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Re Gender, part II

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So, back to that gender business:
The other day I was addressed as a woman by a sommelier. It made me giggle, as if I had accomplished something. I've also gotten the, "r u a fag?" question more times than I can count, which makes sense because the only archetype in the mainstream American consciousness that fits a male presenting feminine traits is the flamboyant gay bottom. But I'm not gay. Or straight, either. I'm asexual, heteroromantic.

I'm not sure how it works for other gender-fluid folks, but being asexual, my primary concern regarding the sex of my partner is: I want me some babies one day, so I need someone with working ovaries. It's about as simple as that. Granted, having non-working ovaries isn't an immediate deal-breaker, but it would be something of a let down. Beyond that, I like all people, but I'm most drawn to people in a romantic sense when I orient my gender opposite theirs. That's where the hetero part in heteroromantic comes into play.

As far as romance is concerned, I've not real problem. I haven't told my girlfriend I'm gender-fluid, but she knows my gender expression is unusual, and she likes that I have a strong feminine side. Personally, I think it does wonders for our sense of camaraderie.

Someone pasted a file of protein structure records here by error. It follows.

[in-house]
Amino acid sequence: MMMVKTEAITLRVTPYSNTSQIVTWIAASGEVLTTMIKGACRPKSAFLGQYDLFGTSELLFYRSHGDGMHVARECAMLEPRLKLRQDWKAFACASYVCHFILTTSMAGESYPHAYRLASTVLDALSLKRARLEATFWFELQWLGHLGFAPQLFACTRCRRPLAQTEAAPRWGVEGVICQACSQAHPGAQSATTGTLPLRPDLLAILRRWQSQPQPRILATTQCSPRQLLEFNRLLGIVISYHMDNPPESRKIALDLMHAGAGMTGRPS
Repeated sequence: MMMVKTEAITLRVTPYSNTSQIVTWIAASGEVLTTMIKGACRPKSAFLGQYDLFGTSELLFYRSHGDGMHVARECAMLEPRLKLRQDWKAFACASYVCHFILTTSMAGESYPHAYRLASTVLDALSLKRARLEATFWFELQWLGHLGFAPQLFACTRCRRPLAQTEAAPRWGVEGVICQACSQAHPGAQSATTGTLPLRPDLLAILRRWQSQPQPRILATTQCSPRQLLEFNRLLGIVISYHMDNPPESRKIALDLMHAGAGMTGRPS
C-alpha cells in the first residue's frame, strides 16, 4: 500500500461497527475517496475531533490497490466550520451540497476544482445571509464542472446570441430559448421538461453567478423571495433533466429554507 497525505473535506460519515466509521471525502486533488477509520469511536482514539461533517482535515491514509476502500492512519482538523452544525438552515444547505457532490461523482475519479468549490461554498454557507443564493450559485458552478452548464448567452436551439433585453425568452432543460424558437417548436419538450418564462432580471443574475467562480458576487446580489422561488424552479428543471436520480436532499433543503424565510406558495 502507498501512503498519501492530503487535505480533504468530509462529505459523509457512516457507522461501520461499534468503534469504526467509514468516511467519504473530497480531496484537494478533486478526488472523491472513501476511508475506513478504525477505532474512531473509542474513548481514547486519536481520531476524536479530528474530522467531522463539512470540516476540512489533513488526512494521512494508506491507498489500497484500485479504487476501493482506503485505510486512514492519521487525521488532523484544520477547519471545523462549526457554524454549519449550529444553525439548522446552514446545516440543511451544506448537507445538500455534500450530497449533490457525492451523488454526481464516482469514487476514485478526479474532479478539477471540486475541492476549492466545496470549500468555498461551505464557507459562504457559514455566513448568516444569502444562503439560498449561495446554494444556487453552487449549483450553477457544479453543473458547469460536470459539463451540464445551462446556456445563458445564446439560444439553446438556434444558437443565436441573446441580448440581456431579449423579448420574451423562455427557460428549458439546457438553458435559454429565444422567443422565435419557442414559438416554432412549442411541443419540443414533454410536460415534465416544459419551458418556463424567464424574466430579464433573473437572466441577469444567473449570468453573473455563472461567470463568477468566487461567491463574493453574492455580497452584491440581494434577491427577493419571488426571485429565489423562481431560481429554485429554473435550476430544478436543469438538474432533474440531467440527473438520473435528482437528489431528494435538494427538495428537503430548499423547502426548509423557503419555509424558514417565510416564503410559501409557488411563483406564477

The only thing that really concerns me is my future in the church. Considering I'm going into the profession, I could totally see it becoming a huge issue that would threaten not only my membership in a congregation, but my job as well. On the other hand, if I end up working in a denomination like the MCC, UCC, or Episcopal Church, it might not be an issue at all. But I really don't like the idea of prioritizing my gender identity when it comes to something as weighty as settling in with a denomination, not when there are so many other things to consider.

Of course, I don't have to make it public knowledge. I could hide it and suffer little more than the groundless accusation that I'm secretly gay. But I don't know if I can call myself honest while pretending to be a run-of-the-mill cis man, especially when it comes to the gendered components of ministry, like men's ministry. How on earth am I supposed to understand the struggles of the average man when I can't rightly call myself one? I've always felt a bit estranged when among guys, anyway, not that I've felt particularly welcomed among girls, either.

So, in short, there are a lot of things to consider. But I suppose the point of all this is to make a semi-public admission of something I've been avoiding for a long, long time. Hehe, maybe I'll even make a part III and talk about just how long I've been avoiding it for :P

P.S. As promised, I want to mention of the "sex" field on my profile. It seems as though that field is a conflation of both sex and gender, since "transgender" is an option. Although it feels somewhat disingenuous to claim that I am not male, it feels better to have "other" selected, as I presently do, to avoid the tacit assumption that I am masculine.

Thanks for taking the time to read.

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